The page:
Voicemail is a less efficient carrier of information than a text-based medium. It demands undivided attention, and listening to someone stumble their way through a voicemail takes longer than reading the equivalent text. To those for whom SMS and WhatsApp are their primary methods of communication, voicemail seems unnecessarily wasteful. Each voicemail is an obligation and so culture has changed to make voicemail feel like an imposition in the face of more efficient alternatives.

So, is the future text-only? Not quite.

Unified messaging and visual voicemail: the last gasp of voicemail?

Time and again, as we look at how technology is changing communication, one theme becomes clear: the medium is not the message. Increasingly, the content of a message and the channel used to transmit that message are becoming decoupled.

Visual voicemail and unified messaging are a simple example of this. Sign up to a service such as Vonage’s Voicemail to Email, or Microsoft Exchange’s Unified Messaging, and you’ll find voicemails delivered to your inbox as both an MP3 attachment and a text transcript.

Seen differently, the millennial preference for text-based communication puts just as much obligation on the person sending the message as a voicemail does on the person receiving the message. In many circumstances, for example, it can be harder to type out a message than to record a voicemail. Automatic transcription relieves the burden on both parties.

The impact on customer communication is two-fold:

  • customers will increasingly expect companies to communicate with them on their terms (see WhatsApp’s recent API announcements)
  • a conversation that starts in one medium may switch between different media multiple times throughout its lifetime: omnichannel really is here. What at first appears to be the story of voicemail usage declining is actually a fundamental shift in how consumers view communication, which goes hand in hand with an increasing preference for self-service. Voicemail in the contact center—and even enabling customers to request a call-back at a less busy time—are just Band-Aids compared to what’s just around the corner.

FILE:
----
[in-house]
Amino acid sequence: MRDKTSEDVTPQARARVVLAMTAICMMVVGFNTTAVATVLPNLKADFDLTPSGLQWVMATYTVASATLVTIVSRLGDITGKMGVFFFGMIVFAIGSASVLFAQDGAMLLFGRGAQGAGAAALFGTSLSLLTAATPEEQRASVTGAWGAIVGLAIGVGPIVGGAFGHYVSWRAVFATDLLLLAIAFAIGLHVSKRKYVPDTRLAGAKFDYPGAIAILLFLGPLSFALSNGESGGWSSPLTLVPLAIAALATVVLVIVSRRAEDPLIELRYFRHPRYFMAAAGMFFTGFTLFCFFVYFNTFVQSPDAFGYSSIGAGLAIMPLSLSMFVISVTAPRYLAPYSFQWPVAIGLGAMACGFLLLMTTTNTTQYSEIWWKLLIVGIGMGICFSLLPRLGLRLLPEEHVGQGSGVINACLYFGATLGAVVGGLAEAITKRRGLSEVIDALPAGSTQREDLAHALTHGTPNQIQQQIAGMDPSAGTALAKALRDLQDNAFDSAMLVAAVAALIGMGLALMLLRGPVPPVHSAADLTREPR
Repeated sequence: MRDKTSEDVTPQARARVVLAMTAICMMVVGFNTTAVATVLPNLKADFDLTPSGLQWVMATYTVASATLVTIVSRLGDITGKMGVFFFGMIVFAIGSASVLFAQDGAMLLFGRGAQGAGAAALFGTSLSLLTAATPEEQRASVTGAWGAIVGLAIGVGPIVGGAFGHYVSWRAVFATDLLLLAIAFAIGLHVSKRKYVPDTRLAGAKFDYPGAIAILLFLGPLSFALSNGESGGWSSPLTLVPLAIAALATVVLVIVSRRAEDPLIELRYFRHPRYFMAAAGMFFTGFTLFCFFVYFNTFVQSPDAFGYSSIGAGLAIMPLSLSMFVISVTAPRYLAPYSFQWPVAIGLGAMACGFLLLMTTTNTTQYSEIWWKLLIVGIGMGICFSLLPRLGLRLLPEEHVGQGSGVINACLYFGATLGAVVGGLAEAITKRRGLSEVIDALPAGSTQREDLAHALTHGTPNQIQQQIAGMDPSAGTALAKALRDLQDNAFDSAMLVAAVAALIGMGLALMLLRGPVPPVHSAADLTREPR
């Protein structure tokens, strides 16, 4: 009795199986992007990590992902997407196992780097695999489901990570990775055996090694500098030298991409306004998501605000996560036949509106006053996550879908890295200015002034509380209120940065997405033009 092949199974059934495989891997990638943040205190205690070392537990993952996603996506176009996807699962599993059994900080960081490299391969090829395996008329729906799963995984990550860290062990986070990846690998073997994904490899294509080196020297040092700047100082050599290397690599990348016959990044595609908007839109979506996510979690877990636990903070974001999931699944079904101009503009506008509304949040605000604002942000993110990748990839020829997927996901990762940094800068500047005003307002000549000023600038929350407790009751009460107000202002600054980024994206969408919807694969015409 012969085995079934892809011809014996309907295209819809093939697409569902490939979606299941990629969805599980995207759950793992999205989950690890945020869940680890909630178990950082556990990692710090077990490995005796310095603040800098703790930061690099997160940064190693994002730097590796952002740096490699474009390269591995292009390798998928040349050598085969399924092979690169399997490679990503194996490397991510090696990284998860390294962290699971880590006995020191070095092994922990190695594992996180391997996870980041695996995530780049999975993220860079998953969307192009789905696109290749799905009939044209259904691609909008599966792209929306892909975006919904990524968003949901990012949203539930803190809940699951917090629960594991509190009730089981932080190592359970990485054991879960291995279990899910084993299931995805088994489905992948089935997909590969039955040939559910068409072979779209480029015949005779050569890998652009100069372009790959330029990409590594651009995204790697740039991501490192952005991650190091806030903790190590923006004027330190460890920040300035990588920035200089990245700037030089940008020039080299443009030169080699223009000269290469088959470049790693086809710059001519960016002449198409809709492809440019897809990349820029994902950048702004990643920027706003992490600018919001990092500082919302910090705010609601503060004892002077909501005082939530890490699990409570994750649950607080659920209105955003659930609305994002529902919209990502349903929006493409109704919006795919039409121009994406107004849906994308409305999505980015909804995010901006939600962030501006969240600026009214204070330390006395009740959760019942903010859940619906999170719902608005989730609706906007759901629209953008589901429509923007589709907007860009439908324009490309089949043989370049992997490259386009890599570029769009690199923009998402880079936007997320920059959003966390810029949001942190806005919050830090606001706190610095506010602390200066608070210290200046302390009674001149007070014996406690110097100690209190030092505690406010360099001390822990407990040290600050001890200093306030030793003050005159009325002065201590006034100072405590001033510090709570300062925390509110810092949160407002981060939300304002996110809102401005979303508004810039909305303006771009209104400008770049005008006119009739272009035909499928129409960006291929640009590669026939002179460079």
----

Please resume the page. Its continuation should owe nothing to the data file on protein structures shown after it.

Self-service and AI

If the purpose of voicemail—and, before that, pagers and message desks—was to provide an asynchronous option for phone communication, then it fits neatly into the story of self-service. People leaving a voicemail with a business do not want to leave a voicemail. They want to get something done.

And, so, the death of voicemail is actually the story of voicemail making way for self-service.

In their trends for 2017, Forrester Research cited self-service and automated conversations as the top two priorities for customer service operations. Online banking, for example, has taught people that they can help themselves more quickly, more precisely, and at their own convenience.

So, the answer to what comes after voicemail is “AI in the contact center.” Just as automated voicemail replaced message desks, computerized agents will allow customers to get stuff done regardless of whether a human agent is available.

Not dead, just different

Voicemail is not dead. But its decline does point to a change in the way that customers expect to interact with service providers. That’s a change driven by technological advances that, in turn, have impacted the culture of communication.

So, when you read that voicemail is dead, consider what that means for the channels you use to communication with customers today and the way that AI will change your contact center tomorrow.